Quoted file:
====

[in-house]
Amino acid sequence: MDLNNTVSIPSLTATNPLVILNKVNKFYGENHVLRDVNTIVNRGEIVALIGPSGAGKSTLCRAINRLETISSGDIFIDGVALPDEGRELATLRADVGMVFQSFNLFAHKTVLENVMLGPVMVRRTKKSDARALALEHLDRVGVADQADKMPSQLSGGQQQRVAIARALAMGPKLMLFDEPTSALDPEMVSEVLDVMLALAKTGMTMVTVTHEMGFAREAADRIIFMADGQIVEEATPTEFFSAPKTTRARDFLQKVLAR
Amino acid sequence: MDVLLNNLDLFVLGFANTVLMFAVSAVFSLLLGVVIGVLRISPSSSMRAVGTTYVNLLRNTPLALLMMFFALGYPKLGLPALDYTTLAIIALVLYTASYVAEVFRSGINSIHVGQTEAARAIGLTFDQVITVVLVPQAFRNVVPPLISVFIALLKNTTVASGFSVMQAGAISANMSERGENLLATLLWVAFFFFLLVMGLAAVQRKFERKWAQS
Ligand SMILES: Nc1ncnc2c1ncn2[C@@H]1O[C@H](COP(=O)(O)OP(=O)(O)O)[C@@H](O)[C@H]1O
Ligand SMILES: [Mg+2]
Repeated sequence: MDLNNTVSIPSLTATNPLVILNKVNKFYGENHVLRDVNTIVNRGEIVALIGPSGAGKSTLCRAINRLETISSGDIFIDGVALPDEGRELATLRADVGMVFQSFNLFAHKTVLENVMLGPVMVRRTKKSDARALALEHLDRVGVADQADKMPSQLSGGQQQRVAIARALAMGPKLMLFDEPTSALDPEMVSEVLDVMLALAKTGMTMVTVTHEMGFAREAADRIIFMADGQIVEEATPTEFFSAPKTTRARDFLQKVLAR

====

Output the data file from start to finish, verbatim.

[in-house]
Amino acid sequence: MDLNNTVSIPSLTATNPLVILNKVNKFYGENHVLRDVNTIVNRGEIVALIGPSGAGKSTLCRAINRLETISSGDIFIDGVALPDEGRELATLRADVGMVFQSFNLFAHKTVLENVMLGPVMVRRTKKSDARALALEHLDRVGVADQADKMPSQLSGGQQQRVAIARALAMGPKLMLFDEPTSALDPEMVSEVLDVMLALAKTGMTMVTVTHEMGFAREAADRIIFMADGQIVEEATPTEFFSAPKTTRARDFLQKVLAR
Amino acid sequence: MDVLLNNLDLFVLGFANTVLMFAVSAVFSLLLGVVIGVLRISPSSSMRAVGTTYVNLLRNTPLALLMMFFALGYPKLGLPALDYTTLAIIALVLYTASYVAEVFRSGINSIHVGQTEAARAIGLTFDQVITVVLVPQAFRNVVPPLISVFIALLKNTTVASGFSVMQAGAISANMSERGENLLATLLWVAFFFFLLVMGLAAVQRKFERKWAQS
Ligand SMILES: Nc1ncnc2c1ncn2[C@@H]1O[C@H](COP(=O)(O)OP(=O)(O)O)[C@@H](O)[C@H]1O
Ligand SMILES: [Mg+2]
Repeated sequence: MDLNNTVSIPSLTATNPLVILNKVNKFYGENHVLRDVNTIVNRGEIVALIGPSGAGKSTLCRAINRLETISSGDIFIDGVALPDEGRELATLRADVGMVFQSFNLFAHKTVLENVMLGPVMVRRTKKSDARALALEHLDRVGVADQADKMPSQLSGGQQQRVAIARALAMGPKLMLFDEPTSALDPEMVSEVLDVMLALAKTGMTMVTVTHEMGFAREAADRIIFMADGQIVEEATPTEFFSAPKTTRARDFLQKVLAR